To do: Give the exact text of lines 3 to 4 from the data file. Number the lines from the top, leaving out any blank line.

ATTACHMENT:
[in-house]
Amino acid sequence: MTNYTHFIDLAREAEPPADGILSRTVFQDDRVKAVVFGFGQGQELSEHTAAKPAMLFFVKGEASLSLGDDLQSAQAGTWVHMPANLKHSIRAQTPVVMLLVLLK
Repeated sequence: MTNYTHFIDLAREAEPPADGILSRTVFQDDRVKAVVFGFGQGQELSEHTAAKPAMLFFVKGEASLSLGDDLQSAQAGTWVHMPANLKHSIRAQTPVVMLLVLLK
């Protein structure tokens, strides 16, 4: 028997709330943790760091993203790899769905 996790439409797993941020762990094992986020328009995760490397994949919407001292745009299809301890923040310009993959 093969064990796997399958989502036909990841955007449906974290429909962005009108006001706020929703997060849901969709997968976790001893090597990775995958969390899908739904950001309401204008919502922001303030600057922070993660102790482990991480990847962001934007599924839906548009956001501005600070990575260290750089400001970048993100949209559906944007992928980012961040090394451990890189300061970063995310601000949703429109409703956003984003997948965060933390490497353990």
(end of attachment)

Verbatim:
Repeated sequence: MTNYTHFIDLAREAEPPADGILSRTVFQDDRVKAVVFGFGQGQELSEHTAAKPAMLFFVKGEASLSLGDDLQSAQAGTWVHMPANLKHSIRAQTPVVMLLVLLK
């Protein structure tokens, strides 16, 4: 028997709330943790760091993203790899769905 996790439409797993941020762990094992986020328009995760490397994949919407001292745009299809301890923040310009993959 093969064990796997399958989502036909990841955007449906974290429909962005009108006001706020929703997060849901969709997968976790001893090597990775995958969390899908739904950001309401204008919502922001303030600057922070993660102790482990991480990847962001934007599924839906548009956001501005600070990575260290750089400001970048993100949209559906944007992928980012961040090394451990890189300061970063995310601000949703429109409703956003984003997948965060933390490497353990």